If you are interested in joining me as a graduate student, please apply through the School of Engineering and Applied Sciences or read the information for prospective graduate students.
In June 2008, I graduated from University of Washington and I subsequently joined the Adaptive Systems and Interaction group at Microsoft Research for a one year post doc.
While at the University of Washington, I built the SUPPLE system for automatically generating personalized user interfaces. A short video illustrates how SUPPLE can generate user interfaces adapted to people's motor and vision abilities.
In the Fall of 2005, I was visiting faculty at the Ashesi University in Accra, Ghana, where I taught Introduction to Artificial Intelligence.
Before coming to the University of Washington, I spent seven years at MIT where I earned my Bachelors and Masters degrees, and where I also worked for two years as a research scientist managing the operations of the Intelligent Room Project and coordinating some of the activities related to Project Oxygen at the MIT AI Lab (currently part of CSAIL).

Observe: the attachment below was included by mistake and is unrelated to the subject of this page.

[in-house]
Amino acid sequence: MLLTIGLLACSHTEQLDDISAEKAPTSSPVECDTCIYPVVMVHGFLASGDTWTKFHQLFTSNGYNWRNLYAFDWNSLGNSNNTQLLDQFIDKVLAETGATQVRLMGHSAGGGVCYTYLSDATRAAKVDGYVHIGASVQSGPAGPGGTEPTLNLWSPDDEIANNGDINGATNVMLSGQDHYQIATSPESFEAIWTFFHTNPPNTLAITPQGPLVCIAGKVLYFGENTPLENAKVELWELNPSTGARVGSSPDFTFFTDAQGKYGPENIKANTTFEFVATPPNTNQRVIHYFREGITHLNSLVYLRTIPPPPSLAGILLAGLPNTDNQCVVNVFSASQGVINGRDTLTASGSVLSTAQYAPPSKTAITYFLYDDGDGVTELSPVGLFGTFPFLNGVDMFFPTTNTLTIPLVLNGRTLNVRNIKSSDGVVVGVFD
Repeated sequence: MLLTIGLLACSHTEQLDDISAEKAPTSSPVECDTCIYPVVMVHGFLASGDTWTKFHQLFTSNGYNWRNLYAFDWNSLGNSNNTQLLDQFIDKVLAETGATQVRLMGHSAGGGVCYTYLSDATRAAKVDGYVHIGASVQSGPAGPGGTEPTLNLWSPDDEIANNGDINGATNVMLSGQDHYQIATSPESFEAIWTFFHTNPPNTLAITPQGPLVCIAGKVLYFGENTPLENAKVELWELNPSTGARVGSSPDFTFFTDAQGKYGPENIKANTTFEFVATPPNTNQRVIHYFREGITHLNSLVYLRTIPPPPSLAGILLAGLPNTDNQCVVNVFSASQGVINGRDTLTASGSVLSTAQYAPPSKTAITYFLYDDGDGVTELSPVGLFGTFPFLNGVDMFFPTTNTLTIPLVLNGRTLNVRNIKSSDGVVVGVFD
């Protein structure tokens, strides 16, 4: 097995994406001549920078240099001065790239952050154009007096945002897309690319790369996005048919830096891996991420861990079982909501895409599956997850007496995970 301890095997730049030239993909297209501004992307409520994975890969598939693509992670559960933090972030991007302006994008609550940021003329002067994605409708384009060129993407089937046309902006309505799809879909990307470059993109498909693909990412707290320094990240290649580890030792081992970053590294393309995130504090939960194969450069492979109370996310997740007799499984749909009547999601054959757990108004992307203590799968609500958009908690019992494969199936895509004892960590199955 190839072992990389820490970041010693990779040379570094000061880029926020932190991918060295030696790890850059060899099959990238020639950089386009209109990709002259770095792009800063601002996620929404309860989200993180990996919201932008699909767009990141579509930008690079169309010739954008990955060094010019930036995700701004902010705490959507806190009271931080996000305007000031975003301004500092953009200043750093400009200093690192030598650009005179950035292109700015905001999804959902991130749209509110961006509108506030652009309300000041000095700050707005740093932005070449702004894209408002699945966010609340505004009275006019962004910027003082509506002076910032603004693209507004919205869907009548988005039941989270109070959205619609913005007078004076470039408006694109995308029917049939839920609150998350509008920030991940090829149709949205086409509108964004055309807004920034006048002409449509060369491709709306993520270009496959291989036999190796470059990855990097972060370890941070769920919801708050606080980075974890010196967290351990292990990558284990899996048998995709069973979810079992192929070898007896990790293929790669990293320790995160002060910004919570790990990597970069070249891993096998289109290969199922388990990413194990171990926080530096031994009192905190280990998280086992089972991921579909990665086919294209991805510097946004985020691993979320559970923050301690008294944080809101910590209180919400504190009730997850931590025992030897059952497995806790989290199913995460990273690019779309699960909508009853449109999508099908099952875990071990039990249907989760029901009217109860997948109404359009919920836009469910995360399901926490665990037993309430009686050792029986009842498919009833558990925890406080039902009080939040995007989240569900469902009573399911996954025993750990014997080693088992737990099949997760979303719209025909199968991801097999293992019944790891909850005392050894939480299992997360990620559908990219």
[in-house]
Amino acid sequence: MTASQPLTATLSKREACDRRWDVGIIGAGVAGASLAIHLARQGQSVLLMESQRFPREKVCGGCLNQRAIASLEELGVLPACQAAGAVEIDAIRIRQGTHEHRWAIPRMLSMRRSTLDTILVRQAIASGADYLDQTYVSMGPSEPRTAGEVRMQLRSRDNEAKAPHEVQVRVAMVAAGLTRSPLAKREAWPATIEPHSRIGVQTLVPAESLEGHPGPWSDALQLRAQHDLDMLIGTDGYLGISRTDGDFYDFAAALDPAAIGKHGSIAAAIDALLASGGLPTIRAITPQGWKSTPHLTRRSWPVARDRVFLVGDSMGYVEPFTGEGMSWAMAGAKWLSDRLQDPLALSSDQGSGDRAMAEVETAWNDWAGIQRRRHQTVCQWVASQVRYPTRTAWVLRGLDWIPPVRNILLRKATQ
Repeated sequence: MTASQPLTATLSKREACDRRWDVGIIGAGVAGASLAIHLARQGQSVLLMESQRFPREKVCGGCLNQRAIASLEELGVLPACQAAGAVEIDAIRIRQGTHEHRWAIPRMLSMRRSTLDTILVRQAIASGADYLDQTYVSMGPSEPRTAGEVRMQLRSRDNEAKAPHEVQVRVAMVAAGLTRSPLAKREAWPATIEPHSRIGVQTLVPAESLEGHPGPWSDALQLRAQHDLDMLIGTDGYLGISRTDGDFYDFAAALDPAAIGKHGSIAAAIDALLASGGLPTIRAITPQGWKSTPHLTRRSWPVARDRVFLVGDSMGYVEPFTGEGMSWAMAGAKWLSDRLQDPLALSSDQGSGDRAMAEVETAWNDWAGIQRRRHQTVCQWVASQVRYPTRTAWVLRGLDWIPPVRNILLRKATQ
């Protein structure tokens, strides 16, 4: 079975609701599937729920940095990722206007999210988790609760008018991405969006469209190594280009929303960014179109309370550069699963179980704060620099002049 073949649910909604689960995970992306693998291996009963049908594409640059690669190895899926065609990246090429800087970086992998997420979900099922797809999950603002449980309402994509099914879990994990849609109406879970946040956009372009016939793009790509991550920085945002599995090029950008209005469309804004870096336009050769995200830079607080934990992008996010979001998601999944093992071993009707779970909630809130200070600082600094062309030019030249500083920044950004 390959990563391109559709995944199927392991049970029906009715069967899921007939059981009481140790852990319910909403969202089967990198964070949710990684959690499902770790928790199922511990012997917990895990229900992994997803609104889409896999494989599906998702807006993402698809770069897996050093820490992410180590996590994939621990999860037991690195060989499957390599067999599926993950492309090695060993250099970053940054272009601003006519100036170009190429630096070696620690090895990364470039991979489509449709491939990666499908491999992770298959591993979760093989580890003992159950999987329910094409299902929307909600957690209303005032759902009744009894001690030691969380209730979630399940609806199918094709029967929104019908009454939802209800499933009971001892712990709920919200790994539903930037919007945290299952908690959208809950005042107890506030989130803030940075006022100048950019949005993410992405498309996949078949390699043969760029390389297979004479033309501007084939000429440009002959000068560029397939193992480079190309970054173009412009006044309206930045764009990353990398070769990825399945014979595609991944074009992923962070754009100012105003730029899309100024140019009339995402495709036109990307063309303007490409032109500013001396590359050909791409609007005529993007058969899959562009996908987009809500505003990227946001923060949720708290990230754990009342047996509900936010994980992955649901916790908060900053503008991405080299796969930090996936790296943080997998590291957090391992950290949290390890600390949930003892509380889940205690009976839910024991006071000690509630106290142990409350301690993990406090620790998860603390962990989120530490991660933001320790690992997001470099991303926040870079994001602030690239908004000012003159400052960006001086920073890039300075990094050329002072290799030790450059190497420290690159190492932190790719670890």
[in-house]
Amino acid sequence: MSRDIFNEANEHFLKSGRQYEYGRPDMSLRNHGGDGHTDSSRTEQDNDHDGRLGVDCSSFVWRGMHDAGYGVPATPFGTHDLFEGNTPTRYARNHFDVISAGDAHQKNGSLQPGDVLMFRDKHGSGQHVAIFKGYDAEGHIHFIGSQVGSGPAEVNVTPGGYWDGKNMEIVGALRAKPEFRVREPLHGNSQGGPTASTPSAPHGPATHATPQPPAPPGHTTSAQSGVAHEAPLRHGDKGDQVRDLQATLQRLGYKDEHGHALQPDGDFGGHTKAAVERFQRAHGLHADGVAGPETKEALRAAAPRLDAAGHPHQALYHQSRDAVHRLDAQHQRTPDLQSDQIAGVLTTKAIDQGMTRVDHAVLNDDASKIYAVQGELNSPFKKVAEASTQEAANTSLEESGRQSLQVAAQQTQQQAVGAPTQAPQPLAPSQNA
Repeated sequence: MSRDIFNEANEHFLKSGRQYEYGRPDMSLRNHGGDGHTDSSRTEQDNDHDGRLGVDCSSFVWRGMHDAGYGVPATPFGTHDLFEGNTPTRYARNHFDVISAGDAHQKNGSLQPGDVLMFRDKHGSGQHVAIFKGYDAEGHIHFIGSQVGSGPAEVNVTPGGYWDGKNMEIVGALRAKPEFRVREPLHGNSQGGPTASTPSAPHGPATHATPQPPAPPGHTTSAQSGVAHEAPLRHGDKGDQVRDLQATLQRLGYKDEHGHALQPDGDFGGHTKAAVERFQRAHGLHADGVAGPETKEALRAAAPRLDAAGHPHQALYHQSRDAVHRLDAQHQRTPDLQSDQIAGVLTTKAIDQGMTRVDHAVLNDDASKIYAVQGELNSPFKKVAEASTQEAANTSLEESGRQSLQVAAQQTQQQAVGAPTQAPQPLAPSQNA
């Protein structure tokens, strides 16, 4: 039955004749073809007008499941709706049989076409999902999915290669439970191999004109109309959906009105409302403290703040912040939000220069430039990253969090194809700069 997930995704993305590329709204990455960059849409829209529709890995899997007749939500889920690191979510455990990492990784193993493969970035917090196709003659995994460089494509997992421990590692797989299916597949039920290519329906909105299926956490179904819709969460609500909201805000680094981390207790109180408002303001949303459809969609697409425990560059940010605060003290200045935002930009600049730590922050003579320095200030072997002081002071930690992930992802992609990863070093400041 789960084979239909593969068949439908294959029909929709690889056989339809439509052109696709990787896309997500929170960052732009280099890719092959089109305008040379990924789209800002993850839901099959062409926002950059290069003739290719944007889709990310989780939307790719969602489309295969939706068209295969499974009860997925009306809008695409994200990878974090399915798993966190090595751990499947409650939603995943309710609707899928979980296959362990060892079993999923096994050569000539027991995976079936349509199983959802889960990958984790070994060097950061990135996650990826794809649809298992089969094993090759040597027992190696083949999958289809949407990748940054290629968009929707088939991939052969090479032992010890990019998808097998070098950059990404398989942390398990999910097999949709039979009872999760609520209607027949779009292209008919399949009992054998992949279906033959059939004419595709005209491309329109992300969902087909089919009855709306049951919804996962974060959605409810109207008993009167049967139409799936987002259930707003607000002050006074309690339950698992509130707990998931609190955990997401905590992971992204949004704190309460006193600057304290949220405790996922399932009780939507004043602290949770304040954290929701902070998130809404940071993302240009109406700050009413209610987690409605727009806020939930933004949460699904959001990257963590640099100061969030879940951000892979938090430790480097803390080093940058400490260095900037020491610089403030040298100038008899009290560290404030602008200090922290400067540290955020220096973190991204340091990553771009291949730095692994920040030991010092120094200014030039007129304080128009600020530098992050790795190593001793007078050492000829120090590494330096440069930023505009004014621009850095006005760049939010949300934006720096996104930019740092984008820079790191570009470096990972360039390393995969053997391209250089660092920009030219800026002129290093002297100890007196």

Wednesday, May 20: Our paper showing that Proxy Tasks and Subjective Measures Can Be Misleading in Evaluating Explainable AI Systems was recognized as a best paper at the ACM IUI'20 conference. Here is a blog post summarizing the work.
Tuesday, May 12: Predictive text systems change what we write. When our phones suggest the next word to type, they not only help us enter text faster (well, sometimes), they also nudge us to change the content of what we write. Here's the paper and a blog post. This result extends our earlier work that showed that sentiment bias in predictive text recommendations results in biased writing.
Monday, March 18: Our paper, SUPPLE: automatically generating user interfaces, which Dan Weld and I published in 2004, was recognized with The Most Impact Paper Award at IUI 2019. Here is a brief synthesis of the paper and our subsequent research.